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EDITORIAL: Illinois’ energy future needs sense of urgency

Some in Springfield reportedly are considering putting important energy legislation on the back burner. It’s a horrible idea, and here’s why.

AP Photo/Nati Harnik, File

Now is no time to duck and cover.

Some in Springfield reportedly are considering putting important energy legislation on the back burner until a controversy involving ComEd contractual lobbyists writing checks to a former aide to House Speaker Michael Madigan blows over. Any new energy legislation would almost certainly involve ComEd.

If they do delay, the Legislature won’t take up proposals including the Clean Energy Jobs Act and a “Path to 100” bill in the fall veto session, which is scheduled for late October and early November.

This would be a very bad idea for two reasons:

1) Ordinary people in Illinois can’t afford it.

2) The planet can’t afford it.

A new energy bill for Illinois, like many other things, was crowded out in the spring session by other major legislation. But even though the veto session is scheduled to last only six days, Gov. J.B. Pritzker and the Legislature need to roll up their sleeves and get this done. If Springfield delays the process, residential electricity bills could shoot up unnecessarily.

Most people, we’re confident, would not be happy about that.

When we get our power bills, part of what we pay for is the cost of “capacity,” the guarantee that on days of peak demand — think of a sweltering summer day when everyone is running their air conditioners — enough power will be generated for everyone.

Paying for capacity is not chicken feed. The cost of capacity makes up about 21% of our bills in northern Illinois, and ratepayers in northern Illinois fork over about $1.7 billion a year for capacity.

But President Donald Trump’s Federal Energy Regulatory Commission has signaled that it would like to change the capacity market rules in a way that would make Illinois customers essentially pay twice for capacity as long as Illinois continues to pursue its push toward non-carbon energy.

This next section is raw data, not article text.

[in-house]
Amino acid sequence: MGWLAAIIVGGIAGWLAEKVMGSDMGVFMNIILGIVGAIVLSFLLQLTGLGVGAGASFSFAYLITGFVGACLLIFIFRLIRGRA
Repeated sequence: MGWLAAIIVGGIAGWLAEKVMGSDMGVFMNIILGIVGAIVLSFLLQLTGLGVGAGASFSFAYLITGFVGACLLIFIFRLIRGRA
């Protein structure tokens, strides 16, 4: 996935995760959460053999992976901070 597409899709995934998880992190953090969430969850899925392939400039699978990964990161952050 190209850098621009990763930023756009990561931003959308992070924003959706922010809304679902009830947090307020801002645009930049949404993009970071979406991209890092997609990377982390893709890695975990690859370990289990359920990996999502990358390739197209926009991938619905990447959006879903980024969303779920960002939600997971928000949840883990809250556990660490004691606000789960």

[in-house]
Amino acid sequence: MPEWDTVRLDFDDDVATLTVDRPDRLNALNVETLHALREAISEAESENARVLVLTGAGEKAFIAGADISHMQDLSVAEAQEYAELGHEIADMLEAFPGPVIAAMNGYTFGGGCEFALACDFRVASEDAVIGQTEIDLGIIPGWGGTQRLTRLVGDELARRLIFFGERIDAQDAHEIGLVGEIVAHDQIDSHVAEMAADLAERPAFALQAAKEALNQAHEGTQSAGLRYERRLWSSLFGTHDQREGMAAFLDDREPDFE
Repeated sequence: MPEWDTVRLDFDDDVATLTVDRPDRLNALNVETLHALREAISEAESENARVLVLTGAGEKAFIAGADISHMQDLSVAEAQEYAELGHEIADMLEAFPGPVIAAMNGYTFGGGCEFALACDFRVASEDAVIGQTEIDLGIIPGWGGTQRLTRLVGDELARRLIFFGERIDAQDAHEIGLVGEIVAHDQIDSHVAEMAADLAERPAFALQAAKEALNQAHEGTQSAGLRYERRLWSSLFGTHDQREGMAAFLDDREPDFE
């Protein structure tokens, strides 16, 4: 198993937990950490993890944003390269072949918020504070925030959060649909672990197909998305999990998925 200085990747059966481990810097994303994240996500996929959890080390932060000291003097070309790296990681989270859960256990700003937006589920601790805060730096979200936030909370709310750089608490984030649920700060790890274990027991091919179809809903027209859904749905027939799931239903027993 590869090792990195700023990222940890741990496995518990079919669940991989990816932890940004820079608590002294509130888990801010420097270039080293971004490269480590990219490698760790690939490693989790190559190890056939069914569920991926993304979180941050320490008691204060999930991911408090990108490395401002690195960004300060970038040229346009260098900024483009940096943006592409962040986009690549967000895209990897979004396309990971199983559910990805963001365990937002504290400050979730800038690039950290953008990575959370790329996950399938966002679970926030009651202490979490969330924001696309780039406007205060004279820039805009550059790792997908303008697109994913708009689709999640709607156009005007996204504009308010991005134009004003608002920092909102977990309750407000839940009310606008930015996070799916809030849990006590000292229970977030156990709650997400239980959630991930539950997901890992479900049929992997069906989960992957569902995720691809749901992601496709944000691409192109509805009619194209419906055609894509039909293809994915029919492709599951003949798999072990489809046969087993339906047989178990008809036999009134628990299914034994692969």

Obviously, that would be bad for consumers. No one wants higher bills.

The change, however, would benefit power plants that burn coal and other fossil fuels, which Trump favors. Illinois’ efforts to promote renewable energy and give credits to nuclear plants as zero-carbon emitters would be put at a disadvantage.

That would be bad for the planet. A day doesn’t seem to go by when we don’t learn of new evidence that rising temperatures are hurting the Earth and that time is running out to limit the damage. Last week, scientists confirmed July set a global heat record.

Nothing has happened yet in Washington because the Federal Energy Regulatory Commission is locked in a 2-2 stalemate between Democrats and Republicans. But one of the Democrats is scheduled to leave the commission at the end of this month, and environmentalists expect the two Republicans will take advantage of a 2-1 edge to quickly put new rules in place. It could happen as early as early September.

If Illinois lawmakers don’t take action in the fall session, electricity providers might be encouraged to build new coal- and gas-fired plants, which would not go away even if environmentally friendly legislation is enacted in the future.

There’s also concern about the next “capacity auction,” which sets the rates power companies will be paid in future years based on how much capacity they provide for the power grid. Presumably, the next capacity auction would be conducted under FERC’s new rules, and Illinois would be a loser.

That would be unconscionable for a number of reasons.

A boost to solar and wind energy from an earlier bill, the 2017 Future Energy Jobs Act, will sputter out. Exelon has said some of its nuclear plants could become financially “distressed.” And ratepayers would face higher bills.

Illinois does not have to let that happen.

One of the bills on the table, the Clean Energy Jobs Act, would raise renewable energy targets, train workers for clean energy jobs (particularly in disadvantaged communities) and allow the Illinois Power Agency to handle the capacity market for northern Illinois, keeping money in the state to spend on renewable energy projects. It also is designed to get Illinois to 100% renewable energy by 2050, eliminate carbon from the power sector by 2030 and reduce the number of gasoline- and diesel-powered vehicles on the roads.

Getting anything complicated done in the Legislature is difficult in six days. But we can’t afford delay.

Every year we lose would be a setback for ratepayers, Illinois and the planet.

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